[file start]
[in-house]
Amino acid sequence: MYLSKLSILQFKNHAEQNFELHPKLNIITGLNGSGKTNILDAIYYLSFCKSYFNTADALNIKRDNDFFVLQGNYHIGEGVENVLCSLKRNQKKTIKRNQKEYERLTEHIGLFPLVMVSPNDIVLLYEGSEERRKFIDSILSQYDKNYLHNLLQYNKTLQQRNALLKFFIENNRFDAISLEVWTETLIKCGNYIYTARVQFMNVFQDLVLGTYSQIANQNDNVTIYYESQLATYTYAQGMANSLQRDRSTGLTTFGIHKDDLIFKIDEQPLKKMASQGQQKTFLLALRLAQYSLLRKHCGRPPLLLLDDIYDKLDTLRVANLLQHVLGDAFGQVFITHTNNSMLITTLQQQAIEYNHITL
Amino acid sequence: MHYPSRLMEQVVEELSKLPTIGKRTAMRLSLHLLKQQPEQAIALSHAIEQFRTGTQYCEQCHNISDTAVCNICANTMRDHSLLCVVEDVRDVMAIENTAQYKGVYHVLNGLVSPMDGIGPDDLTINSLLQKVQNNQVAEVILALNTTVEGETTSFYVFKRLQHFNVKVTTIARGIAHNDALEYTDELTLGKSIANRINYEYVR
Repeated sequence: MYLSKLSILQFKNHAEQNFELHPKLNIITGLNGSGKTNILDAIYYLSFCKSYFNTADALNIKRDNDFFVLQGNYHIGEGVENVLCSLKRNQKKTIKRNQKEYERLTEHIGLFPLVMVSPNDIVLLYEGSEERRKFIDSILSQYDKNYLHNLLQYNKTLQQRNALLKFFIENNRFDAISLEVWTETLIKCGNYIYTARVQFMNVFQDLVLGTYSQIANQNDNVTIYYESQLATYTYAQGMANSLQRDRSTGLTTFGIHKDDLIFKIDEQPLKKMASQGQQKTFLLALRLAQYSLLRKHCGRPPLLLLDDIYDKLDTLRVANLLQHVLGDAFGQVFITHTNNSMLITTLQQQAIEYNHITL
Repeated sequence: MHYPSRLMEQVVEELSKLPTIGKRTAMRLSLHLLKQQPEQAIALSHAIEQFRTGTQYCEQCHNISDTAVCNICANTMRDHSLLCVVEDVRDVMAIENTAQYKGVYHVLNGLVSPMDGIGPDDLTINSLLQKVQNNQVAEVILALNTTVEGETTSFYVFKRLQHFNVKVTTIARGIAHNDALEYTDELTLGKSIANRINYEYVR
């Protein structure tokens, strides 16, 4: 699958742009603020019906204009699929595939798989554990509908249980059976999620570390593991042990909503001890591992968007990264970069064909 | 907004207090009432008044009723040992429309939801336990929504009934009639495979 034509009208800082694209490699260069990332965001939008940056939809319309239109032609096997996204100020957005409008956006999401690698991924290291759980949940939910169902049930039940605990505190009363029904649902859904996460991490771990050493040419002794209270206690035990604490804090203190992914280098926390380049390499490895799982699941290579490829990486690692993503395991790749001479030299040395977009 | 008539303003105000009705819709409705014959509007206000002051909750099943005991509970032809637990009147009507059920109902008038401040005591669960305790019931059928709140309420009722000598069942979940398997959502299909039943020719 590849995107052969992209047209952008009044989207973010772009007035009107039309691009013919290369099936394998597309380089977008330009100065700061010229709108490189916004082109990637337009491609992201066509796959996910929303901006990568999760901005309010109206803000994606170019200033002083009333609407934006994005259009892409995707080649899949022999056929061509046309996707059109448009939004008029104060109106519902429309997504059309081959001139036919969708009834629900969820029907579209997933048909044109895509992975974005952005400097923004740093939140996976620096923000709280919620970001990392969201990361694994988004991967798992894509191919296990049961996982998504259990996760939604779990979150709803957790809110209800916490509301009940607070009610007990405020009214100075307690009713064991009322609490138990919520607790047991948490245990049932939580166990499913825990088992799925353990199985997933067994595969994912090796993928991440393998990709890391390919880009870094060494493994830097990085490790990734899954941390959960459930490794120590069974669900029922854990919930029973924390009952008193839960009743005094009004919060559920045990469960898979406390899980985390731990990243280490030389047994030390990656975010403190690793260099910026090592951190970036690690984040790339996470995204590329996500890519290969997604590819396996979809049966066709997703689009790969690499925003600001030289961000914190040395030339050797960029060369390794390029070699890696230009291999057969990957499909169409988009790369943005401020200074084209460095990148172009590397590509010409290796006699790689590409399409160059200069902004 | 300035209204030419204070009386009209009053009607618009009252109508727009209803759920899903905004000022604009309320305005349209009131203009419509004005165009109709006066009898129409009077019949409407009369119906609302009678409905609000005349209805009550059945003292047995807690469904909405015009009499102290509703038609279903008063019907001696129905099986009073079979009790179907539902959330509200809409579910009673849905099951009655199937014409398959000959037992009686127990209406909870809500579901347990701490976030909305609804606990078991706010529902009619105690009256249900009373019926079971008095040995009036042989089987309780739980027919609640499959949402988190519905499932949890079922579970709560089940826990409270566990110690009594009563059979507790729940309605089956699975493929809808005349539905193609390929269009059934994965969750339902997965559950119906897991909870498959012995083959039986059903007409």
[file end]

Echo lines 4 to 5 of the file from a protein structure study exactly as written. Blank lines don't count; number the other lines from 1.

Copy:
Repeated sequence: MYLSKLSILQFKNHAEQNFELHPKLNIITGLNGSGKTNILDAIYYLSFCKSYFNTADALNIKRDNDFFVLQGNYHIGEGVENVLCSLKRNQKKTIKRNQKEYERLTEHIGLFPLVMVSPNDIVLLYEGSEERRKFIDSILSQYDKNYLHNLLQYNKTLQQRNALLKFFIENNRFDAISLEVWTETLIKCGNYIYTARVQFMNVFQDLVLGTYSQIANQNDNVTIYYESQLATYTYAQGMANSLQRDRSTGLTTFGIHKDDLIFKIDEQPLKKMASQGQQKTFLLALRLAQYSLLRKHCGRPPLLLLDDIYDKLDTLRVANLLQHVLGDAFGQVFITHTNNSMLITTLQQQAIEYNHITL
Repeated sequence: MHYPSRLMEQVVEELSKLPTIGKRTAMRLSLHLLKQQPEQAIALSHAIEQFRTGTQYCEQCHNISDTAVCNICANTMRDHSLLCVVEDVRDVMAIENTAQYKGVYHVLNGLVSPMDGIGPDDLTINSLLQKVQNNQVAEVILALNTTVEGETTSFYVFKRLQHFNVKVTTIARGIAHNDALEYTDELTLGKSIANRINYEYVR